Opening Words by Lucille Clifton
i am running into a new year
and the old years blow back
like a wind
that i catch in my hair
like strong fingers like
all my old promises and
it will be hard to let go
of what I said to myself
when i was sixteen
and twentysix and thirtysix
even thirtysix but
i am running into a new year
and i beg what i love and
i leave to forgive me
The sermon title comes from a book by Paul J. Zak, a neuroeconomist, who believes he has located the part of us that makes us moral – the moral molecule. In a sense, he claims to have located ‘the better angels of our nature,’ to use Lincoln’s famous phrase.
Neuroeconomics, as the name suggests, is an interdisciplinary field whose task it is to explain human decision making – our ability to deal with lots of options to choose from and process among the alternatives and choose the best – the optimal course of action.
The opening line from Robert Frost’s second most popular poem comes to mind: “Two roads diverged in a yellow wood and sorry I could not travel both and be one traveler, long I stood…”
Someone said, “There are two problems in life: not having enough choices and having too many choices.”
The flyleaf of Zak’s book, The Moral Molecule: the source of love and prosperity, says:
“Human beings can be so compassionate – and yet they can be shockingly cruel. What if there was a hidden master control for human behavior? Switch it on and people are loving and generous. Switch it off and they revert to violence and greed.”
“Pioneering neuroeconomist Paul J. Zak has discovered just such a master switch, a molecule in the human brain.”
The moral molecule, Zak says, is oxytocin.
When Norman Cousins was diagnosed with an incurable degenerative disease he took massive doses of vitamin C and prescribed a regimen that included laughter, which he believed caused healing chemicals to be secreted into his blood stream.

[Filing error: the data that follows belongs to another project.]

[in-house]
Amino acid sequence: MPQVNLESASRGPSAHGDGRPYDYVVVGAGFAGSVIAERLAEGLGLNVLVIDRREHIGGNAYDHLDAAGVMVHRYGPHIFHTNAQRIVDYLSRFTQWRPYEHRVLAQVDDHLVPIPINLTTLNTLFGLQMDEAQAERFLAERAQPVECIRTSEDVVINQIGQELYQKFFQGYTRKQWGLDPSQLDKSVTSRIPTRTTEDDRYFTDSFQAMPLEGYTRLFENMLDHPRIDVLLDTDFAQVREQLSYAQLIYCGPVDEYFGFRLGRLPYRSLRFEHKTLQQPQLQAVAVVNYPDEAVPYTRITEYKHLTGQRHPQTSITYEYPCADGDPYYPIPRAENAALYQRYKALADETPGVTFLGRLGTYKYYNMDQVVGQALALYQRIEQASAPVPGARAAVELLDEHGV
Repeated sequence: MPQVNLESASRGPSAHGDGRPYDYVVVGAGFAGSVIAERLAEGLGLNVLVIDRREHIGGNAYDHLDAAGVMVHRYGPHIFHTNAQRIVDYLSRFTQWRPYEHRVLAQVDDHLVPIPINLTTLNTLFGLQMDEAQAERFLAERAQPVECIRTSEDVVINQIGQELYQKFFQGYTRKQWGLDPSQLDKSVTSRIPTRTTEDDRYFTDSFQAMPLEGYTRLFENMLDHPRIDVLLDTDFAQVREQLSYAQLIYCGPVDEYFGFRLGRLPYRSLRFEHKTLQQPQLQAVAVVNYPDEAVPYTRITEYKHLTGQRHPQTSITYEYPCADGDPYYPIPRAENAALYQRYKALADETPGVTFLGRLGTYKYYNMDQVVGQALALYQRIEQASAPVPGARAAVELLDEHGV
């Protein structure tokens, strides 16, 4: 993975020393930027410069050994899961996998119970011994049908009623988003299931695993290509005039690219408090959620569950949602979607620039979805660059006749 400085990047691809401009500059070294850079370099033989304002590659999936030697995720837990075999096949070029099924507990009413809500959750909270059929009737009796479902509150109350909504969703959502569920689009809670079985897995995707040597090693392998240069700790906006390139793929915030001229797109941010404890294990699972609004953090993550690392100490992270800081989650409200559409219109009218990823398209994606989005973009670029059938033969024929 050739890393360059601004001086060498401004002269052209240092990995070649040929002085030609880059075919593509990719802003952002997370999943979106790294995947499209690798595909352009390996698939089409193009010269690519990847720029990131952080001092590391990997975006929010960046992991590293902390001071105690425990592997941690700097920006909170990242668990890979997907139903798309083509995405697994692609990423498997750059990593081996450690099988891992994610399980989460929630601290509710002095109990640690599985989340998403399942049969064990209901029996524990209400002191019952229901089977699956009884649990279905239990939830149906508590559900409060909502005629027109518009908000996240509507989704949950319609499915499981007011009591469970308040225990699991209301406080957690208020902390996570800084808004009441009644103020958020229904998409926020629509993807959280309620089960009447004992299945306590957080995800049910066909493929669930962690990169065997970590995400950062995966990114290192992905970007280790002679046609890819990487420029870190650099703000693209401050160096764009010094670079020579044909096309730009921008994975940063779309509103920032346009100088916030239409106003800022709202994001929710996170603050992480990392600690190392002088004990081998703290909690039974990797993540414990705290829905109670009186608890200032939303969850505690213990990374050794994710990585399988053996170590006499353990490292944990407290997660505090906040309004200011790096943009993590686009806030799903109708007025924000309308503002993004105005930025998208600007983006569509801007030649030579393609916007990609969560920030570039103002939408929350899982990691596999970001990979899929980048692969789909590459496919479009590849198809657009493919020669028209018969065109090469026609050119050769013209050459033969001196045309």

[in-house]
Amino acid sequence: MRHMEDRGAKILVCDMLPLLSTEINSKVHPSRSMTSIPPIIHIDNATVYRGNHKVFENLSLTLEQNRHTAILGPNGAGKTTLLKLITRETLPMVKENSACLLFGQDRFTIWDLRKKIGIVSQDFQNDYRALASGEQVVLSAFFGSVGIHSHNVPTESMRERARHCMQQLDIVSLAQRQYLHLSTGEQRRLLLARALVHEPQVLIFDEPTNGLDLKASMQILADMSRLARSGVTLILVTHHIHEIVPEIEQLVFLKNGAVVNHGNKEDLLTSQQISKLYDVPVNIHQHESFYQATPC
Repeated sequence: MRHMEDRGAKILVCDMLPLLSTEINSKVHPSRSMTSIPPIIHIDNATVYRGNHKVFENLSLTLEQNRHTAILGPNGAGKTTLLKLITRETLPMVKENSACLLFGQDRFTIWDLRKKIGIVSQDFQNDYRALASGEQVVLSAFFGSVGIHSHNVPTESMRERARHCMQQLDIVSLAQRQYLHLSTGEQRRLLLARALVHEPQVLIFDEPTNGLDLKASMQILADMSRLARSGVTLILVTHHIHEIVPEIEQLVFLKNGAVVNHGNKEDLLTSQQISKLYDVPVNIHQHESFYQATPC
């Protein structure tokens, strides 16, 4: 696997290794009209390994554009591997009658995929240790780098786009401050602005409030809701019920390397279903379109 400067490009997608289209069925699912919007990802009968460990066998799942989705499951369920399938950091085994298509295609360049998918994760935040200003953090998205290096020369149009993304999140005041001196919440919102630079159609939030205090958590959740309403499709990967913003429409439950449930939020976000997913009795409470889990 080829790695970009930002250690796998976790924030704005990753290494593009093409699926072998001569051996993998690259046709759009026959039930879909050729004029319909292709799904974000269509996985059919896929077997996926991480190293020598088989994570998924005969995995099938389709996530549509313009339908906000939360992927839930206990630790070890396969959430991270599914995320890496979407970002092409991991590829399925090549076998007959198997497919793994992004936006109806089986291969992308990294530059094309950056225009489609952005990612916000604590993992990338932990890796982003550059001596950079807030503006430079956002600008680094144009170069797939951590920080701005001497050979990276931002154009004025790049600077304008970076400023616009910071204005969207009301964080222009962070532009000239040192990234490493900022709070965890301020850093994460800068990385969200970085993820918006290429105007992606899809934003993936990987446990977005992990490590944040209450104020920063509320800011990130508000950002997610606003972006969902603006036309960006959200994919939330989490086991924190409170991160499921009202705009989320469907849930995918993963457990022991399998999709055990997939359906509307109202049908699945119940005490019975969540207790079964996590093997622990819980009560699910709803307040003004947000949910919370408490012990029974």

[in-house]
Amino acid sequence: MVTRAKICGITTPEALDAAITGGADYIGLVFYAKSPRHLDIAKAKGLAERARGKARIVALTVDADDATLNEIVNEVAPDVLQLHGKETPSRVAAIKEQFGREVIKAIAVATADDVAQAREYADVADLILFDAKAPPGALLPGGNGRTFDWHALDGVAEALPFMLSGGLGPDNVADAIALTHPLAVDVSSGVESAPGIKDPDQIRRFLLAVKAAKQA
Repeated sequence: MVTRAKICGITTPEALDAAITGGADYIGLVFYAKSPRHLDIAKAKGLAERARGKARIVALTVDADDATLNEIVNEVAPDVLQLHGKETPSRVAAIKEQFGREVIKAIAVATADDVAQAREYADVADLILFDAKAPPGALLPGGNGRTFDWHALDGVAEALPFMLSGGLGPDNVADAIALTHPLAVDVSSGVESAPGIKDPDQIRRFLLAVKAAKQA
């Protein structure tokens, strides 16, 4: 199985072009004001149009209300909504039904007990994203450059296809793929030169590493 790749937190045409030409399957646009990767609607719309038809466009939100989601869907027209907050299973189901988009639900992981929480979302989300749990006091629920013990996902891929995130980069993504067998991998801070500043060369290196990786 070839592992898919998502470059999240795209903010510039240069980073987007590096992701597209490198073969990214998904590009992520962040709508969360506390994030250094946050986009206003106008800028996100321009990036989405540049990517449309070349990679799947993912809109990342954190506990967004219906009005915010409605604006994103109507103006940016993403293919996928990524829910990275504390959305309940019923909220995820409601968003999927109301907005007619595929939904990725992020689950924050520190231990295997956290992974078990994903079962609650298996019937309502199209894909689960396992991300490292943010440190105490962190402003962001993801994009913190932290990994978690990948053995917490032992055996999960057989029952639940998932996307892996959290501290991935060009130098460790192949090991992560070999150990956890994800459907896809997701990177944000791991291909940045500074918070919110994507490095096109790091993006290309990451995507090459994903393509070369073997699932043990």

In the research he did during his remarkable recovery from that illness he found that scientists discovered more than 250 chemicals that are secreted from the activity of the brain.
Paul Zak has focused on one of those chemicals: oxytocin. His book reminded me of the discovery by Peter Higgs this past summer.
You may recall Higgs boson, the well-publicized discovery of what some called ‘the God particle. Scientists don’t like calling it ‘the God particle,’ for various reasons, not the least of which is the sensationalism – the implication of discovering a kind of anthropomorphic God.
At the risk of oversimplification, the Higgs particle is what holds things together – the reason all the atoms, molecules and particles don’t just whirl through space, unconnected.
Though I wouldn’t call it ‘the God particle,’ I do appreciate the metaphor. I have long maintained that religion, as the name implies, is that which causes us to feel connected.
Before birth we are connected, not separate. When we are born, we get unconnected – we become separated, and we soon come to realize that we are a separate individual, and that sense of separateness is the source of our anxiety, the basic source of fear.
When we bond with parents and caretakers, at first, and the anxiety is alleviated, but not completely — just enough for us to function in the world as separate individuals without being over-whelmed by existential anxiety.
Little by little, we make connections to other persons – an extended family, community, as we ‘walk through many lives,’ as the poet Stanley Kunitz put it. Our need for such connections is one of the reasons the religions were invented, and why Mark Zuckerberg became an instant billionaire with Facebook. It’s all about making connections.
As we live in the natural world, we come to realize that we are part of Nature, or Nature’s God, if you prefer, and these connections help us to feel at home in the world – we experience a sense of belonging, which is at the heart of religion in a generic sense.
We also have to reconnect with ourselves when we experience guilt and shame, and we feel alienated from our true self. Again religion enters the stage. Religion serves in the form of prayers of penitence and the resulting sense of forgiveness offered through confession, either in a religious setting or with the help of a psychiatrist, or a good friend who knows how to listen.
That brings us back to Paul Zak and neuroeconomics.
His moral molecule, oxytocin, is found in the blood stream – Zak’s research team has taken blood from tens of thousands of people as they make decisions “…with money in the lab, playing football out on the field, jumping from an airplane, attending a wedding, and many other situations in which human interactions take place.
Their research has shown that oxytocin feeds the ‘better angels of our nature,’ which is the metaphor I came up with after reading about their experiments. He and his research team conducted lots of experiments.